CR to play in first Unified Basketball Championship

CAMDEN — “We are the Champions,” the classic rock song and perennial sports anthem by Queen, blared through the intercoms and echoed through the hallways of the Nellie Hughes Stokes Elementary School in the Caesar Rodney School District on Friday morning.

The members of the Caesar Rodney High School Unified Basketball team, who will be playing Glasgow in the first DIAA Unified Basketball Championship game at 11:30 this morning at the University of Delaware’s Bob Carpenter Center, led a parade through the Stokes’ Elementary halls, getting high-fives, applause and well-wishes from the faculty and students.

In Unified sports, athletes with disabilities are paired with a “traditional” student/athlete.

This week has been a crescendo of excitement for the Riders’ Unified Basketball team. Not only did they defeat Indian River in the state tournament semifinals 31-11 on Tuesday, they also participated in ‘Spread the word — Respect’ activities along with other schools throughout the state on Wednesday.

“I think it’s awesome to have a nice little pep rally to get us hyped for the game (today) and help support ‘Spread the Word’ week and knock off the ‘End the R-Word’ week,” said Nate Threatts, coach of CR’s Unified Basketball team, before he found out his team would be playing Glasgow today. “They’re super excited to play in the championship game. They can’t wait.

“We’re still kind of worried because we still don’t know exactly who we’ll be playing yet. We’re ready for whoever we’ve got. We’re just going to go out there and play the way we have and start fast and try to put them down early.”

Darisa Everett, principal of Stokes Elementary, captured all the excitement by videotaping the parade on her cell phone.

“We love this,” Mrs. Everett said. “We try to celebrate our students and we thought, ‘What better way than to send our Unified Basketball team off with a big celebration to the states?’ We wanted to get them ready and hyped up and ready to win (today). We wish them the absolute best.”

Caesar Rodney enters today’s championship game with a perfect 8-0 record. CR is one of nearly 4,000 Unified Champion Schools in the United States.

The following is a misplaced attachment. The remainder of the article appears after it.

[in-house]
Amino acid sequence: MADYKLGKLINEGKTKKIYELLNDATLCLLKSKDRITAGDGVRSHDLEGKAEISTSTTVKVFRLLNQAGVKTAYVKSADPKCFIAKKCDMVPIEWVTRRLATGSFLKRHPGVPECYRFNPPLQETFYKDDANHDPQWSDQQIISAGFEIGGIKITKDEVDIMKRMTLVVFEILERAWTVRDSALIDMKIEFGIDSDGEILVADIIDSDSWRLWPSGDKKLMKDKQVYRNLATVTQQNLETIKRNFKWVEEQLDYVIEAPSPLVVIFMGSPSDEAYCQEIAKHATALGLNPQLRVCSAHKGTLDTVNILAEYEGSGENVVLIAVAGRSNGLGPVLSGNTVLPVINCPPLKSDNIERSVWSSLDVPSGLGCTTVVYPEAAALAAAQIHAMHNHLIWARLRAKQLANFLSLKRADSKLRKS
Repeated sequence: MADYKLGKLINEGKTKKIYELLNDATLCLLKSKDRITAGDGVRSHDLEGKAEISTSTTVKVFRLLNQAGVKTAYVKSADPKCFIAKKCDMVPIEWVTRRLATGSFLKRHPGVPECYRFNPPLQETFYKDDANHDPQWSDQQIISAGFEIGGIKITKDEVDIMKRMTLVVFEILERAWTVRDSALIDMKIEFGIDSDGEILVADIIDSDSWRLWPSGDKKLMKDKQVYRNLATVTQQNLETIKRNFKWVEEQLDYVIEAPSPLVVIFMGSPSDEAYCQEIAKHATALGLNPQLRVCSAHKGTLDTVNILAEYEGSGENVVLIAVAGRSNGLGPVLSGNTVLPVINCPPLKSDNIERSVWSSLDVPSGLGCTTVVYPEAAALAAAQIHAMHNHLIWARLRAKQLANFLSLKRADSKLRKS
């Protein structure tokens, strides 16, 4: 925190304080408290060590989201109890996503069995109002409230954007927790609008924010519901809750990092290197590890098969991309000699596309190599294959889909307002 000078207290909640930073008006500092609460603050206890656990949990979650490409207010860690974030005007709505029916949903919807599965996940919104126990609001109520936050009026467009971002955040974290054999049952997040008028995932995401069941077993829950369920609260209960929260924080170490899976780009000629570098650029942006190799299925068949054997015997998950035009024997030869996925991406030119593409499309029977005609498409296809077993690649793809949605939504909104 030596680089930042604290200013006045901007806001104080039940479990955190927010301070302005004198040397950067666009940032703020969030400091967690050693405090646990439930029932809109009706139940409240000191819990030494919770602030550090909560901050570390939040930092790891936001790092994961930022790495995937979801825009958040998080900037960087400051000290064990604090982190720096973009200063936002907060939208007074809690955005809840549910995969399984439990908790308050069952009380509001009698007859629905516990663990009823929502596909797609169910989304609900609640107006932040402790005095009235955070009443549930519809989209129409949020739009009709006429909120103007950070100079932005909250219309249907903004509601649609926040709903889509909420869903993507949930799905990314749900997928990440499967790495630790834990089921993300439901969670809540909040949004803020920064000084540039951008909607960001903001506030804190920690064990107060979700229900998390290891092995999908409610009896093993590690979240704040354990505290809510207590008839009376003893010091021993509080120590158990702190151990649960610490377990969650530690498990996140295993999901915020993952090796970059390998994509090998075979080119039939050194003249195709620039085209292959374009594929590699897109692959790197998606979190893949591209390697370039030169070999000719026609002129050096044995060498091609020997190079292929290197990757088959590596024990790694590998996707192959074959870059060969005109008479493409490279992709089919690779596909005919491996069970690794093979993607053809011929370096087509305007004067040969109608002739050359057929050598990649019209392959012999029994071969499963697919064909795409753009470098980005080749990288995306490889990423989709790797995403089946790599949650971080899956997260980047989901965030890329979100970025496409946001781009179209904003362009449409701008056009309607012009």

The Riders were all smiles following their Friday morning procession through the hallways of Stokes Elementary.

“I’m pretty excited,” senior Alex Baldwin said. “Our (pep rally) was fun. I like being a part of the team.”

For sophomore Na’Siem Velez, who attended Stokes in 2012 and ’13, it was a little homecoming on Friday.

“I just like playing basketball because I think it’s fun, plus it gives me a chance to talk to my people … that’s what I like,” he said. “It was good and nice of the school (to have a pep rally).”

It was yet another positive message in the spirit of inclusion at school districts throughout the state this week.

Kylie Frazer, Delaware’s director of school and youth initiatives for Special Olympics, said Wednesday’s ‘Spread the Word’ campaign has now shifted from a singular focus on the R-word to one focused on broader issues of social respect and inclusion, especially given that in some settings the most urgent action needed for social respect and inclusion is to end the R-word, but in others it may be something else.

“The day is an opportunity for students in schools to rally behind the premise that respecting and including individuals of all abilities and backgrounds should remain at the forefront of every action and decision they make on a daily basis,” Ms. Frazer said.

“Fortunately, nowadays the majority of students already respect all of their peers, but the activities on this one day just reinforces for everyone the importance of treating everyone with respect and the inclusion of all members in school activities and in the local communities.”

On Wednesday, youth in all 50 states coordinated simultaneous pledge drives, campaigns and educational activities through the ‘Spread the Word — Respect’ campaign.

In Delaware, more than 155 preschool, elementary, middle and high schools, along with the University of Delaware and all the Del Tech campuses, participated in the campaign through an array of activities promoting respect and inclusion, which included:

• Providing general information about the campaign in morning announcements.

• Conducting assemblies focused on respect and inclusion.

• Leading fun, interactive activities to promote respect and inclusion.

• Signing a pledge banner at their school to promote respect and inclusion.

• Week-long spirit weeks with a variety of awareness activities.

• Raising awareness about the Special Olympics Delaware program.

Members of Caesar Rodney’s Unified Basketball team have extended their memorable week to include a chance to win a state championship in the first DIAA Unified Basketball Championship against Glasgow.

Chris Friend, a senior traditional student/athlete on the Riders’ team, said the experience and journey that he has been on has been unforgettable and life-changing.

“We’ve worked all season for this,” he said. “This has always been the end goal. Everybody has worked their butts off trying to get here and know we have a chance to do it — especially playing at UD … when the kids found out about that their eyes just lit up.

“I’ve been involved with the (John S. Charlton School) program for about two years now and just watching these kids grow has always been a great experience for me. It’s had a great effect on my life.

“I’m going to (eventually be a Charlton) teacher now and these kids are looking forward to graduating themselves and getting out there in the world.”

First, there is a little bit of unfinished business that awaits the Unified Riders at the Bob Carpenter Center.

Reach staff writer Mike Finney at 302-741-8230 or

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